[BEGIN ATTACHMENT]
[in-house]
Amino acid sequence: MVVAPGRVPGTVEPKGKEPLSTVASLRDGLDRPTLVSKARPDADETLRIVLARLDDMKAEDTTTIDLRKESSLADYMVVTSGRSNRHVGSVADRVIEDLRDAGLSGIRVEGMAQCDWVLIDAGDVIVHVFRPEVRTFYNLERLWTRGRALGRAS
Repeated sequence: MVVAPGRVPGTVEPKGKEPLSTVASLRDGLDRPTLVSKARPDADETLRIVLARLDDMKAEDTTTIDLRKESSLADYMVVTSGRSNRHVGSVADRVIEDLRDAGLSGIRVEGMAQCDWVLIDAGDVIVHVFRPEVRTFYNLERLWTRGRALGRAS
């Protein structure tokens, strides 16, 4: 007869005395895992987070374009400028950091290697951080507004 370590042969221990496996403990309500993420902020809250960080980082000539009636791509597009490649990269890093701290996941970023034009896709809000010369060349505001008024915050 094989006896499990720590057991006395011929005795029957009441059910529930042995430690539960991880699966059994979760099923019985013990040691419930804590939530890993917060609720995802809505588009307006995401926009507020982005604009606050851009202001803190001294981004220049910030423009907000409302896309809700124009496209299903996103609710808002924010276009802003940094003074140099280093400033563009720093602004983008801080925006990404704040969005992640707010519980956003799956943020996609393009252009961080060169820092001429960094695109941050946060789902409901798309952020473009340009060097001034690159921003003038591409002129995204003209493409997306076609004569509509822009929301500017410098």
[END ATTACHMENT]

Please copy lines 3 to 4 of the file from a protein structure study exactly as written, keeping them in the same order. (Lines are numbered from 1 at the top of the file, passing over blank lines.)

Repeated sequence: MVVAPGRVPGTVEPKGKEPLSTVASLRDGLDRPTLVSKARPDADETLRIVLARLDDMKAEDTTTIDLRKESSLADYMVVTSGRSNRHVGSVADRVIEDLRDAGLSGIRVEGMAQCDWVLIDAGDVIVHVFRPEVRTFYNLERLWTRGRALGRAS
């Protein structure tokens, strides 16, 4: 007869005395895992987070374009400028950091290697951080507004 370590042969221990496996403990309500993420902020809250960080980082000539009636791509597009490649990269890093701290996941970023034009896709809000010369060349505001008024915050 094989006896499990720590057991006395011929005795029957009441059910529930042995430690539960991880699966059994979760099923019985013990040691419930804590939530890993917060609720995802809505588009307006995401926009507020982005604009606050851009202001803190001294981004220049910030423009907000409302896309809700124009496209299903996103609710808002924010276009802003940094003074140099280093400033563009720093602004983008801080925006990404704040969005992640707010519980956003799956943020996609393009252009961080060169820092001429960094695109941050946060789902409901798309952020473009340009060097001034690159921003003038591409002129995204003209493409997306076609004569509509822009929301500017410098």